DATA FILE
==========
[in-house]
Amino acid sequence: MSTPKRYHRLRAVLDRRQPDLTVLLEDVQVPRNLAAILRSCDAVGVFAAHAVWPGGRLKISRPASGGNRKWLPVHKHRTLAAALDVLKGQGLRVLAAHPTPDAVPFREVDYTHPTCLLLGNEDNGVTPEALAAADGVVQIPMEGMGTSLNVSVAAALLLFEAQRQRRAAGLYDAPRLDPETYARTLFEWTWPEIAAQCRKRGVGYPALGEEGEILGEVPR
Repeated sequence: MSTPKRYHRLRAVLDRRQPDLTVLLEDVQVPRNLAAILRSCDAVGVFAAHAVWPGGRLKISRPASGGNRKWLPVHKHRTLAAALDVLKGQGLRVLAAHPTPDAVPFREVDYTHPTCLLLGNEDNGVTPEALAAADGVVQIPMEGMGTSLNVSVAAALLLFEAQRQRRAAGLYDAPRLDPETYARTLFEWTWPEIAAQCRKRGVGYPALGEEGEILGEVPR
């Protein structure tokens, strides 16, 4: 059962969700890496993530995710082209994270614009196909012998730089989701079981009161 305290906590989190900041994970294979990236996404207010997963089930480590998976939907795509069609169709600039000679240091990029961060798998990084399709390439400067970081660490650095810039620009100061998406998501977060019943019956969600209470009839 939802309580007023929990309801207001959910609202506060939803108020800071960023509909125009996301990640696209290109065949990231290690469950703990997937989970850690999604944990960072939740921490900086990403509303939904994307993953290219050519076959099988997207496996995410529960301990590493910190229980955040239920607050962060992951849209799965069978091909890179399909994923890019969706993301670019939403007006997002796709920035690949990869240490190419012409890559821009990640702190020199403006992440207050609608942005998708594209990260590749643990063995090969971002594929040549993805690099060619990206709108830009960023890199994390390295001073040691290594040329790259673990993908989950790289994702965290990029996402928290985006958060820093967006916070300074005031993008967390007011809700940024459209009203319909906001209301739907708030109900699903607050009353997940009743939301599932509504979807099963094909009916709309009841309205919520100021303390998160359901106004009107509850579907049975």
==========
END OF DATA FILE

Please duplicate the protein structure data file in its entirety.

[in-house]
Amino acid sequence: MSTPKRYHRLRAVLDRRQPDLTVLLEDVQVPRNLAAILRSCDAVGVFAAHAVWPGGRLKISRPASGGNRKWLPVHKHRTLAAALDVLKGQGLRVLAAHPTPDAVPFREVDYTHPTCLLLGNEDNGVTPEALAAADGVVQIPMEGMGTSLNVSVAAALLLFEAQRQRRAAGLYDAPRLDPETYARTLFEWTWPEIAAQCRKRGVGYPALGEEGEILGEVPR
Repeated sequence: MSTPKRYHRLRAVLDRRQPDLTVLLEDVQVPRNLAAILRSCDAVGVFAAHAVWPGGRLKISRPASGGNRKWLPVHKHRTLAAALDVLKGQGLRVLAAHPTPDAVPFREVDYTHPTCLLLGNEDNGVTPEALAAADGVVQIPMEGMGTSLNVSVAAALLLFEAQRQRRAAGLYDAPRLDPETYARTLFEWTWPEIAAQCRKRGVGYPALGEEGEILGEVPR
């Protein structure tokens, strides 16, 4: 059962969700890496993530995710082209994270614009196909012998730089989701079981009161 305290906590989190900041994970294979990236996404207010997963089930480590998976939907795509069609169709600039000679240091990029961060798998990084399709390439400067970081660490650095810039620009100061998406998501977060019943019956969600209470009839 939802309580007023929990309801207001959910609202506060939803108020800071960023509909125009996301990640696209290109065949990231290690469950703990997937989970850690999604944990960072939740921490900086990403509303939904994307993953290219050519076959099988997207496996995410529960301990590493910190229980955040239920607050962060992951849209799965069978091909890179399909994923890019969706993301670019939403007006997002796709920035690949990869240490190419012409890559821009990640702190020199403006992440207050609608942005998708594209990260590749643990063995090969971002594929040549993805690099060619990206709108830009960023890199994390390295001073040691290594040329790259673990993908989950790289994702965290990029996402928290985006958060820093967006916070300074005031993008967390007011809700940024459209009203319909906001209301739907708030109900699903607050009353997940009743939301599932509504979807099963094909009916709309009841309205919520100021303390998160359901106004009107509850579907049975």